Climate change and greenhouse gas reduction efforts got front page headlines in the last week. Those headlines pointed to three of the international energy companies, with ExxonMobil and Chevron hearing from their shareholders, while Royal Dutch Shell was dealt a precedent-setting ruling from the district court in The Hague. Many reports mentioned that as a result of shareholder activism and court action, these companies, as well as others in the energy industry, had been put on notice.
But there is another headline that should be forthcoming. It should reflect that these companies are not alone. Climate change and related issues require coordinated communication and well informed and fact-based action. Shareholders, lawmakers, and for that matter, all users of energy, are on notice as well. They all have their own important responsibilities and obligations.
Most importantly, there is an immediate need to communicate a better understanding how we use energy, what energy sources drive our lives and economy today, and how realities of science and available technology will affect the transition timelines needed to meet climate driven emissions reduction targets. Despite some imposed mandates and an understandable and necessary level of urgency, transition will, in some cases, still take decades to achieve.
For example, let us look at the very closely linked transportation and power generation sectors. Together they account for over half of all greenhouse gas (GHG) emissions. Transportation, which accounts for close to 30% of all GHG emissions, sees automakers and consumers rightfully excited about the evolution of electric vehicle (EV) technology which is already helping to drive zero emission results. While they represent only about 2% of the U.S. vehicle fleet today, EVs are expected to grow as manufacturing facilities are built and existing facilities are converted to build new vehicle platforms. This will be a long-term evolution process, even with growing mandates to eliminate internal combustion engines (ICEs).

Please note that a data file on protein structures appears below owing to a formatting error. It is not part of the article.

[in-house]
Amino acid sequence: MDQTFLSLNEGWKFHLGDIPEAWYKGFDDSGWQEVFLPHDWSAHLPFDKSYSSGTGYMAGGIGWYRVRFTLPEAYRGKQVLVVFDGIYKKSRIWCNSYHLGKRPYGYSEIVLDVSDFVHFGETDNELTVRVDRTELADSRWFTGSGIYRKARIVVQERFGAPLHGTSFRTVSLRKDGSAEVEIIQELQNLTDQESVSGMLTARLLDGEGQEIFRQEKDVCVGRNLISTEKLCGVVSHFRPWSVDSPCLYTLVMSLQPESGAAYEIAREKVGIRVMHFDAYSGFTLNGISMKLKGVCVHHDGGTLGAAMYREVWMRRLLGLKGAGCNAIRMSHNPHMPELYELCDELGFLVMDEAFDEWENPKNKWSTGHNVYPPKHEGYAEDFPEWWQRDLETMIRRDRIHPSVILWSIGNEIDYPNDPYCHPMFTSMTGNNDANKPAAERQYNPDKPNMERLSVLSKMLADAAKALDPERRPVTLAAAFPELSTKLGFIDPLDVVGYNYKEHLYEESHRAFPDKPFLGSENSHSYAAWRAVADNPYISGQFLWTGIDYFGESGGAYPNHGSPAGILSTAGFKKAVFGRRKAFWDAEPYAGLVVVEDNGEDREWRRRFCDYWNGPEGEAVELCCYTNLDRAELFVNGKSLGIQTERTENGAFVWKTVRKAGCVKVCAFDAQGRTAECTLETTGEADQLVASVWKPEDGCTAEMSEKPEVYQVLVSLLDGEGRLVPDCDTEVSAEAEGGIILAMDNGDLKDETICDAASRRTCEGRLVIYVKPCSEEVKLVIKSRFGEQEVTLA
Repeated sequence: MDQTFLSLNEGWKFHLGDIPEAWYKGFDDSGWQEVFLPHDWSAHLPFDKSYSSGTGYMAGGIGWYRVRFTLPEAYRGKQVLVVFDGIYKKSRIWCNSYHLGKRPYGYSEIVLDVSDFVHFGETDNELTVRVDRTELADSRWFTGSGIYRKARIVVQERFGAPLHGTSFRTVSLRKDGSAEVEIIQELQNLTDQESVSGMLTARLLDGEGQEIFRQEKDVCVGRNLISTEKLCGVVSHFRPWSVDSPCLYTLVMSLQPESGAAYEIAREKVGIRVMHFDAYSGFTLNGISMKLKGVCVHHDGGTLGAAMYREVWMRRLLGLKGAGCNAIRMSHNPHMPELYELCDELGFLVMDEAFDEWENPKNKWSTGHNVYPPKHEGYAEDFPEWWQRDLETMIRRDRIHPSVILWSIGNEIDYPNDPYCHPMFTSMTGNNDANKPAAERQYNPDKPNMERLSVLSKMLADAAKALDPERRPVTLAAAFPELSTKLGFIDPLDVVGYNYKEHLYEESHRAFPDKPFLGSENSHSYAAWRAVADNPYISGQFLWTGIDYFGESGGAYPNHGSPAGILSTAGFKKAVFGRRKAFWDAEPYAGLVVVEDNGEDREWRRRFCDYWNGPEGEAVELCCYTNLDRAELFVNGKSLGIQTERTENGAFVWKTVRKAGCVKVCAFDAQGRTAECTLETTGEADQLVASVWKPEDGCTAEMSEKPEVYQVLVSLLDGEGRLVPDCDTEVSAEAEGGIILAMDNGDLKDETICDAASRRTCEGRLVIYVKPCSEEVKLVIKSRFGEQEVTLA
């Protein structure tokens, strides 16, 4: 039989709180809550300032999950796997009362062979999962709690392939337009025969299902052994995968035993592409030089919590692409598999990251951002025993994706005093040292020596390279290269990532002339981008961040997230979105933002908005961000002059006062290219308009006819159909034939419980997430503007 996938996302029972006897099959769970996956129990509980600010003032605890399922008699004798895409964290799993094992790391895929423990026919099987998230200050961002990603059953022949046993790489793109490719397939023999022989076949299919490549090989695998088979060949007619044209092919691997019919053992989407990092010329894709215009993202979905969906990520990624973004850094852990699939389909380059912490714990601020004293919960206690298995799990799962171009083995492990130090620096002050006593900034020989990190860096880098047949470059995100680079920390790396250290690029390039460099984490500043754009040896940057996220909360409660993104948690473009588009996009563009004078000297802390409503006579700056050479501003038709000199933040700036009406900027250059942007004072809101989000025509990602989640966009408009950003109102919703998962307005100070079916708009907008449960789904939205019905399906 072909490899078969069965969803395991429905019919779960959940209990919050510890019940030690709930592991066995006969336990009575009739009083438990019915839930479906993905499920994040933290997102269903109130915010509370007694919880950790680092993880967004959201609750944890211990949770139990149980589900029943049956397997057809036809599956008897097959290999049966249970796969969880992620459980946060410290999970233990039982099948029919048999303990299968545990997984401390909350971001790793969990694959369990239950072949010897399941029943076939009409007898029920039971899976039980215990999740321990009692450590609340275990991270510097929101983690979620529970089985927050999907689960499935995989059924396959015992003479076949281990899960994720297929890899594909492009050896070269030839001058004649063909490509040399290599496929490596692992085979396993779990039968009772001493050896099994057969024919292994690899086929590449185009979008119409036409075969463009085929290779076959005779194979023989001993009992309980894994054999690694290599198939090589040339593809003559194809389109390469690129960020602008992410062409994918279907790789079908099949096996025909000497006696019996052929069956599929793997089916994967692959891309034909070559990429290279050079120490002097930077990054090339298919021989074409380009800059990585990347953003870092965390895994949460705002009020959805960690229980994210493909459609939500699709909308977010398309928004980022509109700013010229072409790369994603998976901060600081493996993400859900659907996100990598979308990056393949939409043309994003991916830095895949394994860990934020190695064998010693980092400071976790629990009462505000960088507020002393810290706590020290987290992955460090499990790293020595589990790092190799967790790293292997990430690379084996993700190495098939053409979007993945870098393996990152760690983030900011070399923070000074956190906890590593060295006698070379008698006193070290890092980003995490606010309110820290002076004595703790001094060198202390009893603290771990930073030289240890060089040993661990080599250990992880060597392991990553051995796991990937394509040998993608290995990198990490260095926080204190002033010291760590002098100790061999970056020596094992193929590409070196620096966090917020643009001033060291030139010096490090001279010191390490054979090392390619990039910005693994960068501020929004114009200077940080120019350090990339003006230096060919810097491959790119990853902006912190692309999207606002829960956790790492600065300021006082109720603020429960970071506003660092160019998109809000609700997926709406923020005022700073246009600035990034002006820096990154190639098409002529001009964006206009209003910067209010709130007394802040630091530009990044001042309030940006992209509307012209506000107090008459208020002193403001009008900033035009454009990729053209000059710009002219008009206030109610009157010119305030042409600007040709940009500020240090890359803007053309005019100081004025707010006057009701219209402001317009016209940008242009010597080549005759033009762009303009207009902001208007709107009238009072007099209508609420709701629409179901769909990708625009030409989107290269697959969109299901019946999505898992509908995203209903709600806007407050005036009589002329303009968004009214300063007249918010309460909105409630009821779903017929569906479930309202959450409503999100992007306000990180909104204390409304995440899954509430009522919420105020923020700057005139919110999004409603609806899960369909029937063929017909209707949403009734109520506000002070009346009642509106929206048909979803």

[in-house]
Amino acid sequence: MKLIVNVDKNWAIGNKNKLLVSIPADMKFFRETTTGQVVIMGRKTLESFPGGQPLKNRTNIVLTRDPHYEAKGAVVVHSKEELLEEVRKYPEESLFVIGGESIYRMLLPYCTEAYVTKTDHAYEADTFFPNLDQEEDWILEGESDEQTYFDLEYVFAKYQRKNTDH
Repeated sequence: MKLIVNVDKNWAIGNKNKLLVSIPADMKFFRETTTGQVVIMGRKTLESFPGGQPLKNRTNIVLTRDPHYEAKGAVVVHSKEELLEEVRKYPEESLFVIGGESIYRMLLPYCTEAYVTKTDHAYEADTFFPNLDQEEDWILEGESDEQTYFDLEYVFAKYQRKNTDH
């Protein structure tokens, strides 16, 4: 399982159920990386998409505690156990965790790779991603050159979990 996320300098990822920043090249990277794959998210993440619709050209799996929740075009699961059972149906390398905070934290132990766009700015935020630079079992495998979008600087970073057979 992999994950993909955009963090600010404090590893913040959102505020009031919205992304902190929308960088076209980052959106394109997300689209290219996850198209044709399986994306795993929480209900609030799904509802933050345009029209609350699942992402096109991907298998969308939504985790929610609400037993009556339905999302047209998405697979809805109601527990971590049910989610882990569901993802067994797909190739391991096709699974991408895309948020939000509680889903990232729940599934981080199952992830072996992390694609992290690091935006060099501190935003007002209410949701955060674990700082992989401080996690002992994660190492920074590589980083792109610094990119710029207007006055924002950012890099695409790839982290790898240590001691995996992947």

There is another factor, as well, that must be considered. As EV demand grows, so does our demand for electricity. Electric power generation already accounts for roughly 25% of all GHG emissions. Natural gas must continue to play a significant role in meeting ever growing reliable low carbon electric power generation needs. While the use of wind, hydro, and other renewables will grow and further assist in reducing GHG emissions, still more needs to be done, including further development and implantation of carbon capture, utilization and storage (CCUS) along with natural gas power generation. The U.S. electric grid, already severely stressed, will need substantial upgrades to support the reliability that increased EV market penetration will require. Hopefully, new infrastructure investment funding now under consideration in Congress will go a long way toward solving the grid reliability problem. And we should not forget the need for new nuclear power generation capabilities, as well, without which GHG power generation emission targets are likely unattainable.
Simply put, even with likely exponential technology advances, these transitions will not take place overnight. Even now automakers know EV battery technology and charging depend significantly on access to rare earth metals, most of which are now mined or processed almost exclusively in China and are fundamental to the manufacture of the batteries. That access will need to be developed domestically and it too will take time. Recognizing those realities, automakers continue to develop advanced hybrid vehicle technology, combining EV and ICE power trains, along with the introduction of variable ratio high compression engines using low carbon high octane fuels and biofuels which will result in even more environmentally efficient ICEs. Those improvements, along with improved cylinder deactivation and sophisticated fuel ignition systems are also underway. These developments ensure the use and long term viability of the ICE that is a necessity for motorists and will be coexisting with EVs for decades.
As with most objectives, aiming high is laudable. America is establishing a leadership position in reducing the emissions that contribute to climate change. That is an imperative. But to achieve objectives requires detailed planning. That planning must assess all the factors that will affect timelines and, most importantly, outcomes. Right now, it appears many factors, some obvious and others less so, are being missed. As lawmakers, public officials, and investors consider next steps, they need to communicate and comprehend all the facts and factors as decisions are made and mandates are issued.
Transportation and power generation are the foundation of our lives and economy. We must ensure that as transportation technology advances reliable power generation that is needed is affordable and available without interruption. A failure to do so will expose a failure to communicate and to accept the technical realities of the challenges that we are all working hard to address. Most critically, any failures to accept the realities of the development timelines will adversely impact consumer confidence, economic growth, and may even threaten national security. Those are responsibilities and obligations for everyone that must be considered without fail as we work together to address climate change challenges.
Non-resident Senior Fellow, American Council for Capital Formation
President, CertainPoint Strategies, L.L.C.